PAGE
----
On June 17, 2015, a white supremacist entered Emanuel AME Church in Charleston, South Carolina, and sat with some of its parishioners during a Wednesday night Bible study session. An hour later, he began expressing his hatred for African Americans, and soon after, he shot nine church members dead, the church’s pastor and South Carolina state senator, Rev. Clementa C. Pinckney, among them. The ensuing manhunt for the shooter and investigation of his motives revealed his beliefs in white supremacy and reopened debates about racial conflict, southern identity,systemic racism, civil rights, and the African American church as an institution.
In the aftermath of the massacre, Professors Chad Williams, Kidada Williams, and Keisha N. Blain sought a way to put the murder—and the subsequent debates about it in the media—in the context of America’s tumultuous history of race relations and racial violence on a global scale. They created the Charleston Syllabus on June 19, starting it as a hashtag on Twitter linking to scholarly works on the myriad of issues related to the murder. The syllabus’s popularity exploded and is already being used as a key resource in discussions of the event.
Charleston Syllabus is a reader—a collection of new essays and columns published in the wake of the massacre, along with selected excerpts from key existing scholarly books and general-interest articles. The collection draws from a variety of disciplines—history, sociology, urban studies, law, critical race theory—and includes a selected and annotated bibliography for further reading, drawing from such texts as the Confederate constitution, South Carolina’s secession declaration, songs, poetry, slave narratives, and literacy texts. As timely as it is necessary, the book will be a valuable resource for understanding the roots of American systemic racism, white privilege, the uses and abuses of the Confederate flag and its ideals, the black church as a foundation for civil rights activity and state violence against such activity, and critical whiteness studies.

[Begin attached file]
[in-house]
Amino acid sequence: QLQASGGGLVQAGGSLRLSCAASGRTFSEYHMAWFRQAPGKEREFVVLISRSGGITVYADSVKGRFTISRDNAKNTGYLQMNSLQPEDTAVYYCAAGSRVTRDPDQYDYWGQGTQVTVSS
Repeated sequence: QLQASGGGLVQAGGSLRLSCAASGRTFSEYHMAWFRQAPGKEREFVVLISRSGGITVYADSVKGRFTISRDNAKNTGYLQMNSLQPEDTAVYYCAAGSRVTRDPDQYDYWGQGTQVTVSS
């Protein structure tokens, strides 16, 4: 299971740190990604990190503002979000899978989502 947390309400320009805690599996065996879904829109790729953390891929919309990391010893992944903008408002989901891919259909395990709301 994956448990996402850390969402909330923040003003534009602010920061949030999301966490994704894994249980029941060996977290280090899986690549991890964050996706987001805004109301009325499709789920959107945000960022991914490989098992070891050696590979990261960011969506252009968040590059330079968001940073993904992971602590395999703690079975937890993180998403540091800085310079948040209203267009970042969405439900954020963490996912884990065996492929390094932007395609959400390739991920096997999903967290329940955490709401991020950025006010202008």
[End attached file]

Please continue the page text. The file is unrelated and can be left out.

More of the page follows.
“This thoroughly remarkable compendium of works about African-American life…offers solid ground for the oft-requested national conversation about race…The book keeps a tight focus on Charleston but still manages to offer a broad account of African-American history, finding space for Islam, women’s issues, and global outreach. This solid offshoot of the original online syllabus (a blockbuster bibliographic tool that’s also included in this volume) is simply a must-read, both for those already versed in these topics and those just getting started.”–Publishers Weekly (starred review)
“Confronting domestic and global white supremacy, this provocative text documents and demonstrates what has been done and what needs doing nationally and internationally to realize racial justice and equality. It deserves reading and discussion by anyone interested in social transformation.”—Library Journal
“A signal contribution, this timely volume provides the central historical and contemporary contexts for teachers, students, and the general public seeking to understand the tragic events in Charleston in 2015. Building on the possibilities inherent in digital crowdsourcing, Charleston Syllabus inaugurates a new model of engagement between academia and the general public around the most pressing issues of our time.”—Leslie M. Harris, author of In the Shadow of Slavery: African Americans in New York City, 1626-1863
“Do inflamed emergencies tend to produce innovative scholarly responses? Even a glancing perusal of this enlightening and brilliant response to the Charleston massacre of 2015 leads inexorably to an emphatic answer: yes! These diligent scholars provide eyeopening historical and contemporary chapters that shed light on why this tragedy occurred—and what must be done to ensure that it will not recur.”—Gerald Horne, author of The Counter-Revolution of 1776: Slave Resistance and the Origins of the United States of America